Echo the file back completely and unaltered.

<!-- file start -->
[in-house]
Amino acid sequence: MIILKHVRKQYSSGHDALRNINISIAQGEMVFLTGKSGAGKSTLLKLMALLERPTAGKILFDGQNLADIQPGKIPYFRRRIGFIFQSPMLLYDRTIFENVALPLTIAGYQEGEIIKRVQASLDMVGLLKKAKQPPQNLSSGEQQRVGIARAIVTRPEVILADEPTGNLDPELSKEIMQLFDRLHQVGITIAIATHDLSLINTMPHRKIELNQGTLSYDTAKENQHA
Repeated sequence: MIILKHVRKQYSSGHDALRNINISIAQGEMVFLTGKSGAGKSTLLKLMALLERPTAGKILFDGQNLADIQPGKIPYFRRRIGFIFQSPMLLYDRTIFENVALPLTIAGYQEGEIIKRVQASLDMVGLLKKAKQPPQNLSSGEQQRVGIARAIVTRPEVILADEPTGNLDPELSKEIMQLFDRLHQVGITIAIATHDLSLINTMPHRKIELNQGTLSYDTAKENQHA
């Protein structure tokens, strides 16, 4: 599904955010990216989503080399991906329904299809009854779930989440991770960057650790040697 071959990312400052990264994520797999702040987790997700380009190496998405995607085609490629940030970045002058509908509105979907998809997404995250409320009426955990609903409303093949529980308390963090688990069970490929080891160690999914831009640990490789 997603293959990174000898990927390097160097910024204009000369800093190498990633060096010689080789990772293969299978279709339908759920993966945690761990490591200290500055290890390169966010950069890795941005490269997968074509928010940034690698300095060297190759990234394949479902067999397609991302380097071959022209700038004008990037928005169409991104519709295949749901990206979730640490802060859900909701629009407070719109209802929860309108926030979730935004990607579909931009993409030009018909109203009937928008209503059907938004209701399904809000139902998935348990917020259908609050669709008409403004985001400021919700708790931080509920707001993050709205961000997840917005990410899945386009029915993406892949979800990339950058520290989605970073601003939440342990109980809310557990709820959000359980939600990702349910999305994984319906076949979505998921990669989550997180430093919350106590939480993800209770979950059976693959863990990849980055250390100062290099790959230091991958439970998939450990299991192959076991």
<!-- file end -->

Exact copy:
[in-house]
Amino acid sequence: MIILKHVRKQYSSGHDALRNINISIAQGEMVFLTGKSGAGKSTLLKLMALLERPTAGKILFDGQNLADIQPGKIPYFRRRIGFIFQSPMLLYDRTIFENVALPLTIAGYQEGEIIKRVQASLDMVGLLKKAKQPPQNLSSGEQQRVGIARAIVTRPEVILADEPTGNLDPELSKEIMQLFDRLHQVGITIAIATHDLSLINTMPHRKIELNQGTLSYDTAKENQHA
Repeated sequence: MIILKHVRKQYSSGHDALRNINISIAQGEMVFLTGKSGAGKSTLLKLMALLERPTAGKILFDGQNLADIQPGKIPYFRRRIGFIFQSPMLLYDRTIFENVALPLTIAGYQEGEIIKRVQASLDMVGLLKKAKQPPQNLSSGEQQRVGIARAIVTRPEVILADEPTGNLDPELSKEIMQLFDRLHQVGITIAIATHDLSLINTMPHRKIELNQGTLSYDTAKENQHA
């Protein structure tokens, strides 16, 4: 599904955010990216989503080399991906329904299809009854779930989440991770960057650790040697 071959990312400052990264994520797999702040987790997700380009190496998405995607085609490629940030970045002058509908509105979907998809997404995250409320009426955990609903409303093949529980308390963090688990069970490929080891160690999914831009640990490789 997603293959990174000898990927390097160097910024204009000369800093190498990633060096010689080789990772293969299978279709339908759920993966945690761990490591200290500055290890390169966010950069890795941005490269997968074509928010940034690698300095060297190759990234394949479902067999397609991302380097071959022209700038004008990037928005169409991104519709295949749901990206979730640490802060859900909701629009407070719109209802929860309108926030979730935004990607579909931009993409030009018909109203009937928008209503059907938004209701399904809000139902998935348990917020259908609050669709008409403004985001400021919700708790931080509920707001993050709205961000997840917005990410899945386009029915993406892949979800990339950058520290989605970073601003939440342990109980809310557990709820959000359980939600990702349910999305994984319906076949979505998921990669989550997180430093919350106590939480993800209770979950059976693959863990990849980055250390100062290099790959230091991958439970998939450990299991192959076991």